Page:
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'This very difficult debate about Wik': Stake, voice and the management of category memberships in race politics

'This very difficult debate about Wik': Stake, voice and the management of category memberships in race politics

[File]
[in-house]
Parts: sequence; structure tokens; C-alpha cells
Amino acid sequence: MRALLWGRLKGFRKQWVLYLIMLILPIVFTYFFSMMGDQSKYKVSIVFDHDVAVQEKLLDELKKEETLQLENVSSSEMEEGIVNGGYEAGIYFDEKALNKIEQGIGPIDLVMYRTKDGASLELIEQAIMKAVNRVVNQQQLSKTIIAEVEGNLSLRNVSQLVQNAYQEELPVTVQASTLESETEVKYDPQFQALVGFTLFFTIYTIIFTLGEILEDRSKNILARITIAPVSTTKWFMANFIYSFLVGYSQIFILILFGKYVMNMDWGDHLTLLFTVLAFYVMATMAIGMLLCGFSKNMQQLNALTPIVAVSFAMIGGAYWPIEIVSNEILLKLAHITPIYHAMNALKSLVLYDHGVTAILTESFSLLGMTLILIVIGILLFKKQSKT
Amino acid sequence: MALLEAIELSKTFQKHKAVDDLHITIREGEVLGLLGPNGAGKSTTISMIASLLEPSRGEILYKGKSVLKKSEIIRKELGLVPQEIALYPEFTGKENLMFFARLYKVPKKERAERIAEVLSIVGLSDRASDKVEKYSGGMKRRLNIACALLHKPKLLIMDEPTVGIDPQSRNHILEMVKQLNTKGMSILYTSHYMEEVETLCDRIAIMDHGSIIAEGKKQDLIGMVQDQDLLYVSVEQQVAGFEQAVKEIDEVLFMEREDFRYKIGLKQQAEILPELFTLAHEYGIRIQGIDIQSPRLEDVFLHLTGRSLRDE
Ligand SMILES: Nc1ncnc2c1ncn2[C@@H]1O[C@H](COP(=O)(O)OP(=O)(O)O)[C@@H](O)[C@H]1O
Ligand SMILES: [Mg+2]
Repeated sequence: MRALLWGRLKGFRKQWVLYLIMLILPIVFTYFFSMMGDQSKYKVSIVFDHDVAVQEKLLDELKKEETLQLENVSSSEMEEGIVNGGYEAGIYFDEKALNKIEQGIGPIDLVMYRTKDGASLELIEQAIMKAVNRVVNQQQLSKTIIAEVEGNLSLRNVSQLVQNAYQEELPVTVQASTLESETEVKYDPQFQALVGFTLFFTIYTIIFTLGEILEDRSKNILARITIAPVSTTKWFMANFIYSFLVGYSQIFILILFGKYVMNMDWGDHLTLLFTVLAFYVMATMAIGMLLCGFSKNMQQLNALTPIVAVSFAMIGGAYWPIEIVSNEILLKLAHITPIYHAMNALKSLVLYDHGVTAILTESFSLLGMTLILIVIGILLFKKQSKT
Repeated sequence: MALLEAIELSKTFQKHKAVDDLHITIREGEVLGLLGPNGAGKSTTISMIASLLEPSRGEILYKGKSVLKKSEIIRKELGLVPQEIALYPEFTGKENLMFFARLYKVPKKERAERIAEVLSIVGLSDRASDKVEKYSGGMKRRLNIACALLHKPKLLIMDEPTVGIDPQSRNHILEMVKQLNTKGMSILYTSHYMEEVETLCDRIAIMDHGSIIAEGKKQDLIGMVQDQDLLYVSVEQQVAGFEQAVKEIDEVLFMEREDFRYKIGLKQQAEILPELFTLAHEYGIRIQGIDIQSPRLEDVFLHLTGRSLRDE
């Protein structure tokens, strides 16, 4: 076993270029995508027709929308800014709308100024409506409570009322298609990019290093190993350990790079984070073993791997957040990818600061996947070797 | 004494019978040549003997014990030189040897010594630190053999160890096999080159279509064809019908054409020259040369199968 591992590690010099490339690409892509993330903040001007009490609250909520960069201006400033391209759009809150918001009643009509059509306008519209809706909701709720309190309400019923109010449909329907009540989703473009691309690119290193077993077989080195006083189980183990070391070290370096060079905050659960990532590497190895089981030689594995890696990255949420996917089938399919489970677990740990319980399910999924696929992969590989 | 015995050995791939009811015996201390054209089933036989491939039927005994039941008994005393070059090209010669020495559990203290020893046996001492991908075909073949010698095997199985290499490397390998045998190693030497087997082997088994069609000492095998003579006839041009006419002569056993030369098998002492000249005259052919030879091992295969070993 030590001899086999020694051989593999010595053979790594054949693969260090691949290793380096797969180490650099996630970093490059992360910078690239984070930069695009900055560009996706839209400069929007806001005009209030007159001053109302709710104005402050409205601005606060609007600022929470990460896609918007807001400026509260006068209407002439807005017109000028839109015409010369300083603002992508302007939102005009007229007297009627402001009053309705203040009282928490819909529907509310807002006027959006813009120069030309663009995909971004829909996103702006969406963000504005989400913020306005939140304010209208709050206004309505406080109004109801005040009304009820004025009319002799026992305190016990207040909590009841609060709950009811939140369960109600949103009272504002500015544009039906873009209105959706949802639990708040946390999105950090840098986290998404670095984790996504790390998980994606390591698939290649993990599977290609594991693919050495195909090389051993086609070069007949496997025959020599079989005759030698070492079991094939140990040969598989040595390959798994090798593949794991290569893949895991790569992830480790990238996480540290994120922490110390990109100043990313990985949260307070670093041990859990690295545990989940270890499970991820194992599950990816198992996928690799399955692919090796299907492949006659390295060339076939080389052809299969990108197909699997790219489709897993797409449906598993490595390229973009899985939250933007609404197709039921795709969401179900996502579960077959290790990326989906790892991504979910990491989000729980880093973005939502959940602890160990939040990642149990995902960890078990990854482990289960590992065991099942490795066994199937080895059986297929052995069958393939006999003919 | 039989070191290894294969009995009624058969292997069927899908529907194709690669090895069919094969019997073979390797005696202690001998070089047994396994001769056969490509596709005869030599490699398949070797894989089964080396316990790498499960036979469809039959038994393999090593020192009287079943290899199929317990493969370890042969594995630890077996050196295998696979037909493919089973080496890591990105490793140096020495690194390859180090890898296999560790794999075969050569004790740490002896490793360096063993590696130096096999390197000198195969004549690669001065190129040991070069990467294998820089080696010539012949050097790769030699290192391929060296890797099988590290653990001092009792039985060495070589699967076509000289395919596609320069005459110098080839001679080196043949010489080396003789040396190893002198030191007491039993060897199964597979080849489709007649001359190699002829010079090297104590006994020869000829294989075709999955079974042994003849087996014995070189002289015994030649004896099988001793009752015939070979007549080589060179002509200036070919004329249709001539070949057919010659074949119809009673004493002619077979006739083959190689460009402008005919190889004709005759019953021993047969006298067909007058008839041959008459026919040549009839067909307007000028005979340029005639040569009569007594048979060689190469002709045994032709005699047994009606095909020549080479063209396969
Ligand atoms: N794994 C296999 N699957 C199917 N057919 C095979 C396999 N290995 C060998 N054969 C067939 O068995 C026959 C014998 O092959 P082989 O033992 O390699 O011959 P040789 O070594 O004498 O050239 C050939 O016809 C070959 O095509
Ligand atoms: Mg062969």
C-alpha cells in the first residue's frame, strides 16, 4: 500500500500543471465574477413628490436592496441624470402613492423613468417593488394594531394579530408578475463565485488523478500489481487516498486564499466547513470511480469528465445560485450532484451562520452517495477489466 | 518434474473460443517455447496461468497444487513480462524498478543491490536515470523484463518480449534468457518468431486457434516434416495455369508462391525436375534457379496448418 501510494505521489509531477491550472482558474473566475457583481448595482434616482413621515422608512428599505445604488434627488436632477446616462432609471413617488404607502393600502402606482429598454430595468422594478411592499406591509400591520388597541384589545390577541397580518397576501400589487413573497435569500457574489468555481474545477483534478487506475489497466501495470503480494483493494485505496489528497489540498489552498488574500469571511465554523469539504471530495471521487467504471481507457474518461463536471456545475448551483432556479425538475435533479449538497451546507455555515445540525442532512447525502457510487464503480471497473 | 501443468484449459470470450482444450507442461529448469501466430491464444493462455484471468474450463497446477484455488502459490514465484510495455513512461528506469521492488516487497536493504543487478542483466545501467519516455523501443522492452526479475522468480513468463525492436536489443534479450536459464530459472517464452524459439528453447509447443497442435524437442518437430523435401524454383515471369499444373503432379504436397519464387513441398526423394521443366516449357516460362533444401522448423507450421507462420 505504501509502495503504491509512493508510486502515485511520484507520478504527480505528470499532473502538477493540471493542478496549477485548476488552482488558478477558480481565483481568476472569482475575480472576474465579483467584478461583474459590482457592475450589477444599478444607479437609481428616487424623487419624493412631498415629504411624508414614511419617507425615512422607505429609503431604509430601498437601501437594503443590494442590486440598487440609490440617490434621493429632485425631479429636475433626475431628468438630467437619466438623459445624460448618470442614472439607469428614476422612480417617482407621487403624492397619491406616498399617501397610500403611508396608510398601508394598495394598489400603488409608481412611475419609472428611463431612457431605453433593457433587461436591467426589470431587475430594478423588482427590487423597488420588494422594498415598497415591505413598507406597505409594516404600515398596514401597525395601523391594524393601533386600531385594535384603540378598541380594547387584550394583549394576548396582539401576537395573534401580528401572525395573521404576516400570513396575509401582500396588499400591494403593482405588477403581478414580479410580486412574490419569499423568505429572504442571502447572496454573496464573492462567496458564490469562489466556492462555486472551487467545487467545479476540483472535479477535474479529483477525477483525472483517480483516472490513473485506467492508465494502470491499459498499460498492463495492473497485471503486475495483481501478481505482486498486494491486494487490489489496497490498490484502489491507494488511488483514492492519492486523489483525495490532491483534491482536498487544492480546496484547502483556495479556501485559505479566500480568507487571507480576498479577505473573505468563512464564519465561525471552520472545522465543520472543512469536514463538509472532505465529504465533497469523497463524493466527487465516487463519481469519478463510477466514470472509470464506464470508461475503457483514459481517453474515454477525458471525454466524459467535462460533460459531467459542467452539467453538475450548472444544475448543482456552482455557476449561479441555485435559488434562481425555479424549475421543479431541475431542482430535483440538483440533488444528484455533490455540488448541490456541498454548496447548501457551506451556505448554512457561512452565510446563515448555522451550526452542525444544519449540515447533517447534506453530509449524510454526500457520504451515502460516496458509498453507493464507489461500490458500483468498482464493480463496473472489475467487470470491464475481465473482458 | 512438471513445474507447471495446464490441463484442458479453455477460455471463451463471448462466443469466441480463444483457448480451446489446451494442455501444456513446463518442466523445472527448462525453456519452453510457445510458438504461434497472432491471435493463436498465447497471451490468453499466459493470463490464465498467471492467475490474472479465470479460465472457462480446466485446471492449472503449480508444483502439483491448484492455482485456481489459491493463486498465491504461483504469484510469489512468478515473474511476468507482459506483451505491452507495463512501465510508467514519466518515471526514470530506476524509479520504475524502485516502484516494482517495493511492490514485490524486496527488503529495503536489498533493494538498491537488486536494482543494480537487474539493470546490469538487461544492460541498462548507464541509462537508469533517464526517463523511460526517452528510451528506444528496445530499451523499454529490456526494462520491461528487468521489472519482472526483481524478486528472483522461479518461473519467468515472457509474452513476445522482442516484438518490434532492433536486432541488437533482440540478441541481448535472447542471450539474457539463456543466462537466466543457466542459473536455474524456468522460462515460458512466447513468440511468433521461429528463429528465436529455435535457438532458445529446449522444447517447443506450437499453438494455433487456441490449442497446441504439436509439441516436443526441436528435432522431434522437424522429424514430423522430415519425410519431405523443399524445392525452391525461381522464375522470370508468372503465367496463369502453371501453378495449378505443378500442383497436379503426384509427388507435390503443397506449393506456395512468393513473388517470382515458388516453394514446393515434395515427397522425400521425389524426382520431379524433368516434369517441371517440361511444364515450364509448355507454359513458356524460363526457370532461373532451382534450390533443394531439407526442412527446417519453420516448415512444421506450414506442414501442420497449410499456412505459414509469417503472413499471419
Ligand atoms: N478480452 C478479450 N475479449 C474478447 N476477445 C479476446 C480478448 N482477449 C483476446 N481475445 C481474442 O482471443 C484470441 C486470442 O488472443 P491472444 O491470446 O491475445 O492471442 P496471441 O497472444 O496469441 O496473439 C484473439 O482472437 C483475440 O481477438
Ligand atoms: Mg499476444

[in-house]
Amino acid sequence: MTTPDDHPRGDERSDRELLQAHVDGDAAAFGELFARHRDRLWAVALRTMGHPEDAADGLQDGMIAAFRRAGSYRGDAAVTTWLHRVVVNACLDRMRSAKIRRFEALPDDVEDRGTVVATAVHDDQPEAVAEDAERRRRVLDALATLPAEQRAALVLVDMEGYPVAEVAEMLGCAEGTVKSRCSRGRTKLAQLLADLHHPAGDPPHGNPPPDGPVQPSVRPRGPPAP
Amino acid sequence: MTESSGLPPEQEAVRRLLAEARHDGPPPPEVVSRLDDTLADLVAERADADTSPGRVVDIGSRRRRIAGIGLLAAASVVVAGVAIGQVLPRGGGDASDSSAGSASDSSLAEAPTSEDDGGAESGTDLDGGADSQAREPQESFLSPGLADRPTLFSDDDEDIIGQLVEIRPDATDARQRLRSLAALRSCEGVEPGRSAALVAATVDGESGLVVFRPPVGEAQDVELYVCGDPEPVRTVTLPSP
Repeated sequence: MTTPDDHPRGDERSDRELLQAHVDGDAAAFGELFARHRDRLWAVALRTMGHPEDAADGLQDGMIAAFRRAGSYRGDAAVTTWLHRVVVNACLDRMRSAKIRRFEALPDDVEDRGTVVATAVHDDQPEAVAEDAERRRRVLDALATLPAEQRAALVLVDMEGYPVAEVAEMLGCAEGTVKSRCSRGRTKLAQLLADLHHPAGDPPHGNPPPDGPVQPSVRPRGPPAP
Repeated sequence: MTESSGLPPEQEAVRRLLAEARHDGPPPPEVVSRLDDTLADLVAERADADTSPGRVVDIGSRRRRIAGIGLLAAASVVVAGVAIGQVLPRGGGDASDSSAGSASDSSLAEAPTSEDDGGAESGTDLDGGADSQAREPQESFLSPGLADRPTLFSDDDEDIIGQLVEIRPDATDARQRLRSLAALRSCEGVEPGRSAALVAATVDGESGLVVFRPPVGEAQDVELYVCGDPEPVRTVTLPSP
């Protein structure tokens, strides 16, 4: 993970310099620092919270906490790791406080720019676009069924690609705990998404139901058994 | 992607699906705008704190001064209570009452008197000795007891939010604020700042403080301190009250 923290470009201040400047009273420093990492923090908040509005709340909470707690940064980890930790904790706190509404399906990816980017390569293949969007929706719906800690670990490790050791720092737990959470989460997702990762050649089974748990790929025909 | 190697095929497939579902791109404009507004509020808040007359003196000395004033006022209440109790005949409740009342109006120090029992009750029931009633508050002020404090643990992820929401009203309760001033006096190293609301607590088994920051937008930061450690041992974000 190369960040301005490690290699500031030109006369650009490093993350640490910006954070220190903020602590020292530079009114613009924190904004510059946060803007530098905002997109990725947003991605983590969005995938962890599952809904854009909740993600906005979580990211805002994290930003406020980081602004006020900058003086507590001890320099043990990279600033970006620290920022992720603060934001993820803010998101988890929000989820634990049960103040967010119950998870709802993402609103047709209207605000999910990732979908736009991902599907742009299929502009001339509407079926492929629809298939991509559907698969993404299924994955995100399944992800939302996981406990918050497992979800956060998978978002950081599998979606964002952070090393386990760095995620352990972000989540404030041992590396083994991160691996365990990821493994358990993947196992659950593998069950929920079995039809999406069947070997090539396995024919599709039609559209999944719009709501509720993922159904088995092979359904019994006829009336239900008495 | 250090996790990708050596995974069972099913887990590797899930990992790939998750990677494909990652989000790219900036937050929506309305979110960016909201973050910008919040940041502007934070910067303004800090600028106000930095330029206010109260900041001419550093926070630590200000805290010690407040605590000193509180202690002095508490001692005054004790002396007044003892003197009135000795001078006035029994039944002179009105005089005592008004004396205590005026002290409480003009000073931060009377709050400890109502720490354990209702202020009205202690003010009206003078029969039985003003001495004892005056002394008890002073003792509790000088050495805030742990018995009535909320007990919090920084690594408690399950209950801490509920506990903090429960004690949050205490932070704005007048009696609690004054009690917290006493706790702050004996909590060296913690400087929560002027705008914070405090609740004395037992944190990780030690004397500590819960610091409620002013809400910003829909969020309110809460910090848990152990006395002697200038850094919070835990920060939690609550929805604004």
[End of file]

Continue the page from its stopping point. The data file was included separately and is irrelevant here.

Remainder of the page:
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  See discussions, stats, and author profiles for this publication at: ‘This very difficult debate about Wik’: Stake,voice and the management of category memberships in race politics  Article   in  British Journal of Social Psychology · April 2001 DOI: 10.1348/014466601164687 · Source: PubMed CITATIONS 49 READS 45 3 authors , including:Amanda LecouteurUniversity of Adelaide 7   PUBLICATIONS   94   CITATIONS   SEE PROFILE Martha AugoustinosUniversity of Adelaide 85   PUBLICATIONS   1,801   CITATIONS   SEE PROFILE All content following this page was uploaded by Amanda Lecouteur on 12 February 2015. The user has requested enhancement of the downloaded file. All in-text references underlined in blue are added to the srcinal documentand are linked to publications on ResearchGate, letting you access and read them immediately.  British Journal of Social Psychology  (2001),  40 , 35±57  Printed in Great Britain # 2001 The British Psychological Society  35 `This very di¬cult debate about Wik’: Stake,voice and the management of categorymemberships in race politics Amanda LeCouteur  Department of Psychology, University of Adelaide, Australia Mark Rapley*  School of Psychology, Murdoch University, Australia Martha Augoustinos  Department of Psychology, University of Adelaide, Australia The issue of `race’ has assumed an extraordinarily salient position in Australianpolitics since the election of the conservative Howard government in 1996. Centralto debate in the Australian polity has been the nature of the relationship betweenindigenous, or Absrcinal, Australians and the rest of the population, in particularover the issue of the land rights of indigenous people. Land rights, or `native title’,assumed a pre-eminent position in national political life in 1996 } 97 with thehanding down by the High Court of the so-called `Wik judgment’. The discursivemanagementof the ensuing debate by Australia’s political leaders is illuminative of key sites of interest in the analysis of political rhetoric and the construction of `racially sensitive’ issues. Taking the texts of `addresses to the nation’ on Wik by the leaders of the two major political parties as analytic materials, we examine twofeatures of the talk. First, examine how the speakers manage their stake in theposition they advance,with an extension of previous work on reported speech intothe area of set-piece political rhetoric. Second,in contrast to approacheswhich treatsocial categories as routine, mundane and unproblematic objects, we demonstratethe local construction of category memberships and their predicates as strategicmoves in political talk. Speci®cally, we demonstrate how the categories of `Aborigines’ and `farmers’, groups central to the dispute, are strategically constructed to normatively bind certain entitlements to activity to category membership. Furthermore, inasmuch as such categories do not, in use, re¯ectreadily perceived `objective’ group entities in the `real’ world, so too `standard’discursive devicesand rhetoricalstructures arethemselvesshownto becontingently shaped and strategically deployed for contrasting local, ideological and rhetoricalends. `Race’, ethnicity and national identity have become the sites of sustained attention,contestation and con¯ict across both academic disciplines and the polity in the last * Requests for reprints should be addressed to Dr Mark Rapley, School of Psychology, Murdoch University,Murdoch, 6150, Western Australia (e-mail: m.rapley  !  36  Amanda LeCouteur   et al.20 years. In the academy, the analysis of racism has ¯ourished(e.g. Buttny,1997; vanDijk, 1987, 1992, 1993; Walker, 1994; Wetherell & Potter, 1992), as has con¯ict overthe politics of `scienti®c racism’ (e.g. the Bell Curve controversy: Butler, 1998;Richards, 1997). In the politics of the `West’, although not exclusively, the end of the Cold War has seen the rise of nationalism and ethnicity as key organizing constructs in political discourse(e.g. Ignatieå, 1995, 1997). This study seeks to draw attention both to the current salience in Australian political talk of concepts of `race’, of national identity, and of versions of Australian history as  members ’concerns; and also to the ¯exible and local way in which `racial’ issues may beconstructed as such. While recognizing the disputability and inevitable partiality of any `context’oåered as background to a study such as this (see e.g. Potter, 1998; Schegloå, 1997; Wetherell, 1998), it is necessary to attempt a sketch, for an international audience,of some of the locally contingent historical, social and political events surrounding the texts that are analysed below.  Australia ,  Absrcines and native title Throughout Australia’s colonial history, `race’ has been a political issue of majorimportance( Alomes & Jones,1991;Hall, 1998).Disputation over the `accuracy’and`impartiality’ of accounts of racism in Australia’s colonial history has beenconsiderable (e.g. Hall, 1998). From the beginnings of European settlement in 1788,the management of relations between Absrcines,`Asians’ and the dominant Anglo-Celtic majority has been a recurrent and contested theme in Australian social andpolitical life. This has been re¯ected in o¬cial government policies, such as theforced removal and `assimilation’ of indigenous children (termed `genocide’ by theHuman Rights and Equal Opportunity Commission (HREOC, 1997)), and theoperation of the so-called `White Australia’ policy in the 1940s and 1950s.Such policies have also been re¯ected in the constitutional and property law of both Commonwealth and State governments. The dispossession of Aboriginal Australians by the invading British was granted a constitutional imprimatur inCommonwealth law by the operation of the legal doctrine of   terra nullius , which heldthat, in 1788, the settlers of the First Fleet arrived in an `empty’ land. It is thisissueÐthe entitlement to land and the consequences of the legal challenge to  terranullius  by Aboriginal Australians, particularly since the late 1980sÐthat hassubsequently dominated the `race debate’ in Australia. This issue has also been a key motivating factor behind the rise of the National-Socialist-inspired One NationParty, led by Pauline Hanson (see Rapley, 1998).The doctrine of   terra nullius  was legally overturnedin 1992, following a land claimby Torres Strait Islander Eddie Mabo against the Queensland State Government.The High Court of Australia ruled in this case that an inherent  right   of nativetitleÐor indigenous ownership of landÐexisted where formerly none had beenacknowledged. The legislative response of the Federal Labor Government led by Paul Keating, the Native Title Act (1993), not only recognized that  terra nullius  wasindeed a convenient colonial ®ction, but also legislated the extinguishment of nativeownershipby all forms of land title except thoseknown in Australian law as `pastoral   Stake ,  voice and membership  37leaseholds’. "  However, in an appeal against the rejection of a native title claim by the Wik people, the High Court ruled, in 1996, that native title can survive, or rather beheld to co-exist, on pastoral leaseholds. It was this judgment, the so-called `Wik decision’, which was the direct precursor to the `race debate’ in Australia.Claiming that `uncertainty’ arose from the Wik decision, the Liberal } NationalParty Coalition State Government in Queensland froze the issue and renewal of mining leases and land developments in early 1997. Soon afterwards, the NationalParty of AustraliaÐalso coalition partners in the Federal GovernmentÐcalled forCommonwealth legislation to `extinguish’, unequivocally, native title on pastoralleases. Shortly thereafter, Absrcinal negotiators threatened to demand UN tradesanctions against Australia if native title were indeed extinguished. After a period of consultation with the `interested’ parties, John Howard’s Coalition Governmentissuedwhathedescribedathis `10-pointplan’to amend theexistingNativeTitle Act.This plan was described by Tim Fischer (leader of the National Party and Deputy Prime Minister) as oåering pastoral leaseholders not only `certainty’, but also`bucket loads of extinguishment’. The  ` race debate ’The race debate, as the political con¯ict over both the necessity and nature of a Federal legislative response was immediately dubbed by the media, became thedominant issue in Australian politics. Coming shortly after the political debut of Pauline Hanson in Federal Parliament, Australia polarized along broadly party lines.For example,  The Age  headlined the report of an analysis of public opinion by class:`Study ®nds gulf on racial issues’. The conservative Liberal } National CoalitionGovernment and its supporters sought to oåer what they described as `certainty’ tomining and farming interests,whereas the political left was broadlysupportiveof the Wik decision. The nationalistic and racist responses of the One Nation Party, andsocial polarization around`race’, in themselvesbecame aspectsof the politics of Wik.For example, a minor party, the Australian Democrats, released press statementsspeci®cally addressing what it termed the `perils of Pauline’ (`A nation divided?:The perils of Pauline and the crisis of leadership’, Australian Democrats, 1997).That the debate was publicly identi®ed as being about `race’ (rather than the lessemotive `property law’, as might also have been a reasonable gloss) and, speci®cally,about the contested entitlements of Aboriginal Australians to land, posed animmediate problem of delicacy for the parties to the political dispute (Obeng, 1997;Reeves, 1983). Prime Minister John Howard had been widely criticized for notpublicly repudiating Pauline Hanson’s racist maiden speech (Adams, 1997) and forhis public rejection of what he described as the `black armband view of history’(Hall, 1998). #  Simultaneously,Howardwasattacked forhis refusalto oåeran apology to Absrcinal people following the report of the Commission of Inquiry into theforced removal of Absrcinal children from their families (the so-called `Stolen "  Pastoral leaseholds are held on Crown land and carry restrictions on the commercial activities of their holders. #  The so-called `black armband’ view of Australia’s history explicitly recognizes the dispossession and genocide of  Absrcinal peoples andpoor treatmentofnon-Europeanimmigrants. The alternative (`white armband’?)view tendsto stress the achievements of heroic nation building and sacri®ce such as the Gallipoli debacle and the Snowy Mountains scheme.  38  Amanda LeCouteur   et al.Generations’ report; HREOC, 1997). As such, the problem of the discursivemanagement of his government’s response to the Wik judgment was particularly acute. Adding to her earlier claims that Australia was `in danger of being swampedby Asians’ (Hanson, 1996), Hanson issued anti-Aboriginal press releases (e.g.suggesting that: `with less than 2% considered to be quali®ed to make native titleclaims, it is racial discrimination, indeed an act of apartheid, to alienate the other98% of the population’ (One Nation, 1997). It was in this context that the responseby Howard to the Wik judgment, the 10-point plan, aroused great controversy. Theplan was formally opposed by spokespersons representing church groups and Aboriginal interests, both in government organizations (e.g. Gatjil Djerkurra, thechair of ATSIC, $  and Pat Dodson, chair of the Reconciliation Council) and at the`grassroots’ in regional Absrcinal Land Councils. Howard’s proposed legislation was described by Paul Keating as `savage, mean and racist’ (Commonwealth of  Australia, 1997b). The government itself was described as `racist scum’ by leading  Aboriginal lawyer, Noel Pearson (Commonwealth of Australia, 1997b).The issue was widely covered in tabloid and quality newspapers, with theelectronic media featuring interviews with senior political ®gures in both serioustelevision current aåairs programmes and on `shock-jock’ talkback radio pro-grammes. In the context, then, of massive media coverage and widely reportedpolitical con¯ict, Howardand, by his right of reply as Leader of the Opposition,KimBeazley, took the unusualstep of making a televised address to the Australian peopleon the issue. These addresses are the analytic focus of this study. Theoretical context   We build on a range of work in discursive psychology (Edwards, 1997; Edwards &Potter, 1992; Potter, 1996) which draws on the ethnomethodological andconversation-analytic tradition (Sacks, 1992), but which is also informed by enquiry in the sociologyof scienti®c knowledgeand work in the study of rhetoric(e.g. Billig,1991, 1995). Speci®cally, our analysis is informed by the work of Leudar (1995),Rapley (1998), and Reicher and Hopkins (1996a, 1996b) on the discursive analysis of political rhetoric. This work ranges from the elaboration of the large-scale speechepisode structure of persuasive political rhetoricÐor `mobilization discourse’Ð(Reicher & Hopkins, 1996a , 1996b) to more ®ne-grained analyses of the rhetorical devices adopted in political talk for the local purposes of promoting facticity,authority or consensus warranting (e.g. Dickerson, 1997; Leudar & Antaki, 1998).Our aims were to analyse two major issues of theoretical interest. First, we brie¯y examine how the speakers attended to possible claims that their statements about anexplicitly racial issue may be interested, partial or in some other way contaminatedby their stake in the matter. Second, we examine the discursive construction of thecategories of actors involved in the native title issue. In contrast to the treatment of social categories as uncontested and unproblematic social objects, perceived directly throughidenti®able physical and social features, oåered by social cognition (Fiske & $  Absrcinal and Torres Strait Islander Commission.